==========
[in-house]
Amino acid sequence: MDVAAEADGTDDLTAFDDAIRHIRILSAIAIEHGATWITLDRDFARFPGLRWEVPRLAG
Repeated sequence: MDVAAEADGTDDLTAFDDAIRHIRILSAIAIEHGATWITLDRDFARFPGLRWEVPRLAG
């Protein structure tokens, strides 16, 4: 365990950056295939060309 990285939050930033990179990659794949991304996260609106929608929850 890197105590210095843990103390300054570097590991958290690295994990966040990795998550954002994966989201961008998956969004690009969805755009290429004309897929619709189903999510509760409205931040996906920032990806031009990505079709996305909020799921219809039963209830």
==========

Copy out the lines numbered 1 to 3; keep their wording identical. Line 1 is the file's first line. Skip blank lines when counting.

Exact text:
[in-house]
Amino acid sequence: MDVAAEADGTDDLTAFDDAIRHIRILSAIAIEHGATWITLDRDFARFPGLRWEVPRLAG
Repeated sequence: MDVAAEADGTDDLTAFDDAIRHIRILSAIAIEHGATWITLDRDFARFPGLRWEVPRLAG